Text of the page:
Rep. Tim Ryan (D-Ohio) is correct that a market-determined Chinese yuan is important — for the United States and China — and therefore, U.S. policymakers should continue to encourage China to take meaningful steps toward that goal (op-ed, “Combating currency misalignment,” June 20). However, of even greater significance to the long-term policy goal of reducing America’s trade deficit with China is helping to activate China’s 1.3 billion potential consumers — which requires greater market access for U.S. and other financial services firms.
Last year, the United States exported to Japan goods and services worth $60 billion — about the same as to China ($55 billion). But China’s population is 10 times Japan’s population of 127 million. If China’s citizens were to consume American-made goods and services at the same rate that Japan’s citizens did last year, the United States would export more than $610 billion worth of goods and services to China, 11 times what America exported to China last year, an amount equivalent to 5 percent of America’s GDP, and more than twice what it imported from China last year — replacing the trade deficit with a significant surplus.
Chinese households save as much as half of their incomes because most Chinese depend on their families and private savings to pay for homes, retirement, healthcare and the economic consequences of accidents or disasters. Access to financial products and services such as mortgages, credit cards, personal loans, pensions, retirement savings and insurance products would dramatically reduce the need for such precautionary savings and facilitate greater consumption.
The fastest way for China to develop the modern financial system it needs is to open its doors to foreign financial services firms. By providing the products and services that China’s citizens and businesses need to save, invest, insure against risk, raise standards of living and consume at higher levels, foreign financial institutions (including U.S. providers) would help create what every U.S. manufacturer and service provider wants — an unleashed Asian tiger hungry for U.S. products.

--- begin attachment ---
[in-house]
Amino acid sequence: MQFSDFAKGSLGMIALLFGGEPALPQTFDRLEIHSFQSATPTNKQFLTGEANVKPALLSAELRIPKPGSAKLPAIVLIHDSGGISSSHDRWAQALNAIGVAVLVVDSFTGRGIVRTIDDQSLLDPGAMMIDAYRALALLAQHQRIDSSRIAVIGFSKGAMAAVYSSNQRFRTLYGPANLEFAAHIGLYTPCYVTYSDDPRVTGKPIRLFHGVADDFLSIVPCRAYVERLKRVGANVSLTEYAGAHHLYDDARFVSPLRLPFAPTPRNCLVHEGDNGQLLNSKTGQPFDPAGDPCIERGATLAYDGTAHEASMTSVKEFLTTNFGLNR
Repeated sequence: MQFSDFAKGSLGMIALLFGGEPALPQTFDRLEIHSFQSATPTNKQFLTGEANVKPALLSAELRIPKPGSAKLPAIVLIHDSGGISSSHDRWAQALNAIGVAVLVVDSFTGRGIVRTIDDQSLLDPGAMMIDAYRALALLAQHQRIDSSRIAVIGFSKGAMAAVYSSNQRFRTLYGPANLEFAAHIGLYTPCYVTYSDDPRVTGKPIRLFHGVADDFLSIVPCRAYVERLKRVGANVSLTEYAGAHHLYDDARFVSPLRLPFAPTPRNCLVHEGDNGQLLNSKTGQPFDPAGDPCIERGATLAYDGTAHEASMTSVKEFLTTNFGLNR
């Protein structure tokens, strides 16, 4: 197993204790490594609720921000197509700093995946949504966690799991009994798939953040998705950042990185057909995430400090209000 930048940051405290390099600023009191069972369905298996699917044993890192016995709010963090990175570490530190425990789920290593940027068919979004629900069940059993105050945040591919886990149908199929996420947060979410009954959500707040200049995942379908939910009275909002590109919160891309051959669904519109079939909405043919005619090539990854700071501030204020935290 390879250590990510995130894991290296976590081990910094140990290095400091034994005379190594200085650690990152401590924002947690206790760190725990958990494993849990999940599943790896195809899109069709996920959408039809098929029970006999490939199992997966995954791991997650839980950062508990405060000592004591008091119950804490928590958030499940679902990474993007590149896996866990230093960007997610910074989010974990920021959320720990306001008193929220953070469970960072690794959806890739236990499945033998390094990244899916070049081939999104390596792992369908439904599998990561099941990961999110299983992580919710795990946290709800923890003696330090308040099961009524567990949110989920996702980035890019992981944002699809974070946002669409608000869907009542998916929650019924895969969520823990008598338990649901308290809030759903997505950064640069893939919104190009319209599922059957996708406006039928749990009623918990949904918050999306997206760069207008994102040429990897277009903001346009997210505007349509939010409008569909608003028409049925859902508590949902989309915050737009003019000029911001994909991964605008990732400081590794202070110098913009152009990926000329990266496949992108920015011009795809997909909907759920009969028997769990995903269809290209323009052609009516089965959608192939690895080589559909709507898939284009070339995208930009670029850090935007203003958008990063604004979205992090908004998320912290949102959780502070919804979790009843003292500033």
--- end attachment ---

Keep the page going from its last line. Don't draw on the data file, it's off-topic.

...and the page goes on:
~From John Dearie, The Financial Services Forum, Washington
Advancing a legacy of overpopulation
As an immigrant who used to prepare amnesty and other immigration applications, I wish to respond to your article, “Senators Webb, Tester, McCaskill are key votes” (June 20).
In the last 15 years alone, more than 50 million people have been added to the U.S. population, most due to immigration-driven increases! If our population continues to grow at the rate of the last decade, even without another amnesty, by 2100 — within the lifetimes of today’s children’s children —the U.S. will have India’s current population! All newcomers, U.S. and foreign-born, will need water, energy, education, healthcare and many other costly social services that the taxes most pay will not cover.
Do President Bush and other amnesty advocates in Washington realize what they are leaving behind to their own children and grandchildren by promoting virtual unlimited immigration?
~From Yeh Ling-Ling, Diversity Alliance for a Sustainable America, Oakland, Calif.